Now that an image has been baked, the next step is to deploy this into a GKE Kubernetes environment.  Cloud Deploy has a declarative way of specifying the environments(referred to as Targets) and how to promote the deployment through the environments. A Google Cloud Deploy pipeline looks like this:


The pipeline is fairly easy to read. Target(s) describe the environments to deploy the image to and the pipeline shows how progression of the deployment across the environments is handled. 

One thing to notice is that the "prod" target has been marked with a "requires approval" flag which is a way to ensure that the promotion to prod environment happens only with an approval. Cloud Deploy documentation has a good coverage of all these concepts. Also, there is a strong dependence on skaffold to generate the kubernetes manifests and deploying them to the relevant targets.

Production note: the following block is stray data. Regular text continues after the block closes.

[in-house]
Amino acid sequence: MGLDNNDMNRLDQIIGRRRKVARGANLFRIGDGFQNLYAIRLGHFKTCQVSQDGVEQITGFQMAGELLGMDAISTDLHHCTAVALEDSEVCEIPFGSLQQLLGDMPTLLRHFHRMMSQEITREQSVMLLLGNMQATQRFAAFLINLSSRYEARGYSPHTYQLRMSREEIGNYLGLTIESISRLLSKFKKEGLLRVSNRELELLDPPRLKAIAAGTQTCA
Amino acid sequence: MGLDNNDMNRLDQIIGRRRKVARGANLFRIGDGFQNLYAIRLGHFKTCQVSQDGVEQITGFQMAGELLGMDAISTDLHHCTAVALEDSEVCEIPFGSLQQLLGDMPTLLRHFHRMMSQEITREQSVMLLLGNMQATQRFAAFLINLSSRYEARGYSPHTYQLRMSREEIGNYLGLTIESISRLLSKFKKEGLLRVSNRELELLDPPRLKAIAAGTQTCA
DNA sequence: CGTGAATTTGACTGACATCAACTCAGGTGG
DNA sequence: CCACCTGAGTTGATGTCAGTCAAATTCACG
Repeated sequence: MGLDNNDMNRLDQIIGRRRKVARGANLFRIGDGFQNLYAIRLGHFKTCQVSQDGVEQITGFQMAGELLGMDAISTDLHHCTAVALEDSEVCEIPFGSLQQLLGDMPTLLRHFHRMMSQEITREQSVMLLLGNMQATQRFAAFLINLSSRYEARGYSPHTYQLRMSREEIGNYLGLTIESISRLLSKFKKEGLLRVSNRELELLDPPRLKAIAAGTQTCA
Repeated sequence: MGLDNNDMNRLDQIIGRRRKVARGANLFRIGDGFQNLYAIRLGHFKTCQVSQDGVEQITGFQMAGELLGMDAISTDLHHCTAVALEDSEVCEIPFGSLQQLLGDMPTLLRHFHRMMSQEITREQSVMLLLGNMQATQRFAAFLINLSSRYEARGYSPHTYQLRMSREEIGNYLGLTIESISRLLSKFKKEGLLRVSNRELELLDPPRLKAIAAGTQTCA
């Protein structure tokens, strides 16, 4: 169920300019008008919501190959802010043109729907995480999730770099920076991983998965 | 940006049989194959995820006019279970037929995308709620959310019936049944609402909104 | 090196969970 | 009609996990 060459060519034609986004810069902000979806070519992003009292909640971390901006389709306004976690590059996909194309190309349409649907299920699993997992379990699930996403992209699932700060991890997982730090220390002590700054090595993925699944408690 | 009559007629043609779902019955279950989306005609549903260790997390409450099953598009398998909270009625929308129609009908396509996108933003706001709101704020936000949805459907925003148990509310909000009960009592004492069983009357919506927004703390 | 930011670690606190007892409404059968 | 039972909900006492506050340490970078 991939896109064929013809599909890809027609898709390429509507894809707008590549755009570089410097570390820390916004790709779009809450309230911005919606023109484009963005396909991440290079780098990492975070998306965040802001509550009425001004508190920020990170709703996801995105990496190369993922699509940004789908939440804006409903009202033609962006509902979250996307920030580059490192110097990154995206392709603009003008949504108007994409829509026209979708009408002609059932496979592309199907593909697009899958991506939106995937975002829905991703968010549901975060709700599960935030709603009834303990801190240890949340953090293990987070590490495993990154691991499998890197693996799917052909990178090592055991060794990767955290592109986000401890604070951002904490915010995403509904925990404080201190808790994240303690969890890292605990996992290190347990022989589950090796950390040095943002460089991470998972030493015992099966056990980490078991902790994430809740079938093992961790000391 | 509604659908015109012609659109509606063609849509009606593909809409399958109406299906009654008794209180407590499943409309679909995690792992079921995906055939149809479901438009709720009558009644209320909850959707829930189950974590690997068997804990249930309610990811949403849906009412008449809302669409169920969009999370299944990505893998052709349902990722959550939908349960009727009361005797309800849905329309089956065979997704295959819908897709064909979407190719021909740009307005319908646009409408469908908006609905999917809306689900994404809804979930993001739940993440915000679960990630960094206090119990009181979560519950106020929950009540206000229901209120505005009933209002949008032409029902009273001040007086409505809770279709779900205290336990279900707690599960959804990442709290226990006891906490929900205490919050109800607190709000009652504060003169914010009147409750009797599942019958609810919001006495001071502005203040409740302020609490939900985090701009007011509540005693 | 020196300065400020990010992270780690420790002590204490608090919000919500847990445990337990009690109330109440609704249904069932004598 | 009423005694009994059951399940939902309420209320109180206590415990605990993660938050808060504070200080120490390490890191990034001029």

Given such a deployment pipeline, it can be put in place using:

gcloud beta deploy apply --file=clouddeploy.yaml --region=us-west1

Alright, now that the CD pipeline is in place, a "Release" can be triggered once the testing is completed in a "main" branch, a command which looks like this is integrated with the Cloud Build pipeline to do this, with a file pointing to the build artifacts:

gcloud beta deploy releases create release-01df029 --delivery-pipeline hello-skaffold-gke --region us-west1 --build-artifacts artifacts.json
This deploys the generated kubernetes manifests pointing to the right build artifacts to the "dev" environment


and can then be promoted to additional environments, prod in this instance.

Conclusion